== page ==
Work has begun to address the chronic housing shortages plaguing indigenous communities in the Northern Territory under the government’s 10-year $1.
1 billion remote accommodation program.
Housing Minister Gerry McCarthy will today visit Titjikala in central Australia, one of 21 Aboriginal communities where Labor’s flagship election promise is rolling out for additional living, sleeping and cooking spaces for local families.
The NT has the worst rates of homelessness and overcrowding in the country, with Aboriginal families making up 98 per cent of those living in severely overcrowded conditions.
The NT royal commission has heard an Aboriginal “housing crisis”, where up to 30 people live under the same roof and kids sleep on the floor, is a key driver of youngsters entering the child protection and youth detention systems.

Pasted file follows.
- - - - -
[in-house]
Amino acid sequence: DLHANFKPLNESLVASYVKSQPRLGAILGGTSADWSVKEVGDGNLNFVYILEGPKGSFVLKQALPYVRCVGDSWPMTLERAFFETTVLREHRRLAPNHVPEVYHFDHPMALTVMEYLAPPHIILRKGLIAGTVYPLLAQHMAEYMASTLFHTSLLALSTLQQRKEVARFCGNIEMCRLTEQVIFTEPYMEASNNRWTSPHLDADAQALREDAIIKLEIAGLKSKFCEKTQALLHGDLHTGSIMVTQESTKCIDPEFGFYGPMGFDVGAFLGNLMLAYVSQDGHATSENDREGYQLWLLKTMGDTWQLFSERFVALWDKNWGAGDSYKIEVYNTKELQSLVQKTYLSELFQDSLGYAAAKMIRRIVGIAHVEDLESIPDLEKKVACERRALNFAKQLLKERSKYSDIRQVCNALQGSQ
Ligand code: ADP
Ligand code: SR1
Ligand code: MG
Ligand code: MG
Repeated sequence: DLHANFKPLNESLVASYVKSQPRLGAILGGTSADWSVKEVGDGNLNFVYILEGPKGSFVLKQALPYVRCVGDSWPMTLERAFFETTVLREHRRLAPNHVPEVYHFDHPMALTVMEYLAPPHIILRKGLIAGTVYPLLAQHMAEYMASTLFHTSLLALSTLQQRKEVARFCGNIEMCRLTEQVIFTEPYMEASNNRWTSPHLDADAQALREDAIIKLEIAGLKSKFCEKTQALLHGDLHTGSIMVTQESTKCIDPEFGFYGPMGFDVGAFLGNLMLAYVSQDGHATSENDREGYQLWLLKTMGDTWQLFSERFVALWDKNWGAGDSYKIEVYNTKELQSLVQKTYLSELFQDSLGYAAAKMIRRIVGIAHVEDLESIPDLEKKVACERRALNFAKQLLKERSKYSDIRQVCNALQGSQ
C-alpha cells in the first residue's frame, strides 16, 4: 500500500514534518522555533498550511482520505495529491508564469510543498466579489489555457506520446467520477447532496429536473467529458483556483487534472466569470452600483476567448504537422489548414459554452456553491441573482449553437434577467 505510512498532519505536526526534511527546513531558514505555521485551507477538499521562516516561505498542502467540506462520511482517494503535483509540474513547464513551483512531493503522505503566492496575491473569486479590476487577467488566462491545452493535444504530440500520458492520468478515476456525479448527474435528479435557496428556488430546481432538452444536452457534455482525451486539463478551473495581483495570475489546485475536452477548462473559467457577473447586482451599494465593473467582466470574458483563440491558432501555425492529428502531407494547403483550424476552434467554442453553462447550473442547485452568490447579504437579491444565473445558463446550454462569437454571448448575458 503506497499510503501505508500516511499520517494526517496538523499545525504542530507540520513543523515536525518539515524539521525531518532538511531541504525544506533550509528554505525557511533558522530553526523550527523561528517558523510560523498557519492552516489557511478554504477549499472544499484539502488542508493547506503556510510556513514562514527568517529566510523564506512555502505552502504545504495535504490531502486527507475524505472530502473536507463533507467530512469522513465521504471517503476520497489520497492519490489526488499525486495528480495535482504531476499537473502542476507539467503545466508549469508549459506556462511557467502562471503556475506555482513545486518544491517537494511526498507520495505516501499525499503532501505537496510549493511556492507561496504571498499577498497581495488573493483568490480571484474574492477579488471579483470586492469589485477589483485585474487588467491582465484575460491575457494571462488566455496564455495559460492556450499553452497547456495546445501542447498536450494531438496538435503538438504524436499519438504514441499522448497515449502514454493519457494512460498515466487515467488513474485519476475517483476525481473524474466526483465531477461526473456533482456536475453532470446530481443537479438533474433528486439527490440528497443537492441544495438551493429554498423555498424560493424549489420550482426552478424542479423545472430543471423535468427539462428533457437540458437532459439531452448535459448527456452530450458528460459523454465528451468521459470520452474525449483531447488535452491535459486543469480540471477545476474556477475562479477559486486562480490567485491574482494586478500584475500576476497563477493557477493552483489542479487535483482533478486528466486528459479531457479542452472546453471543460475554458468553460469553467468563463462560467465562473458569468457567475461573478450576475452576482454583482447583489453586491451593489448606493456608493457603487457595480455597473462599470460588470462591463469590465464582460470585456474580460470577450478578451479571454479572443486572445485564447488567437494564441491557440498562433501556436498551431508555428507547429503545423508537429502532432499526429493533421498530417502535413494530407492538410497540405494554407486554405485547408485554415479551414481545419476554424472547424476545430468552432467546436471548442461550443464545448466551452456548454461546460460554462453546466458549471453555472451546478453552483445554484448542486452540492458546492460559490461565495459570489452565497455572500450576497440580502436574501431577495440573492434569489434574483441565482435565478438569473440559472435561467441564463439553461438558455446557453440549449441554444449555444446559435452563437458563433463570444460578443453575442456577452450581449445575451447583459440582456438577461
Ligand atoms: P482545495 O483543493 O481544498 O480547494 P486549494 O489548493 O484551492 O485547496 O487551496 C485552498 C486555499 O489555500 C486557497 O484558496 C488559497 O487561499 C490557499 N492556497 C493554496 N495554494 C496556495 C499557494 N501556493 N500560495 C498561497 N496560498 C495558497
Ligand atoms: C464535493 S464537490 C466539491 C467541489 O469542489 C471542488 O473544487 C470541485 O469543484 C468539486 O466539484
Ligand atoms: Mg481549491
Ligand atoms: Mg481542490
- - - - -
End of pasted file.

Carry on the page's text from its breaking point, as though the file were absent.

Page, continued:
Crowded housing affects a child’s capacity to maintain hygiene, allows infections to pass quickly, and increases exposure to cigarette smoke and loud noises, while poverty limits nutrition, the commission was told.
This has created an “epidemic” of hearing loss in indigenous children that leads to learning difficulties, family breakdown and criminal involvement.
Mr McCarthy acknowledged the issue has been overlooked for too long.
He says a good home has lasting impacts on health and education outcomes that are key Closing the Gap targets.
“This massive project will create hundreds of jobs and improve thousands of lives,” Mr McCarthy said.
The scheme will be delivered by local workforces to strengthen community economies and will be guided by local decision-making, with tenders awarded to indigenous businesses.
Mr McCarthy concedes the record investment still isn’t enough and he wants federal funding support to match, or better, it.
$1.1 BILLION OVER A DECADE:
– $500m to build new homes.
– $200m to build additional living spaces on existing houses.
– $200m for repairs and maintenance
– $200m for new government employee housing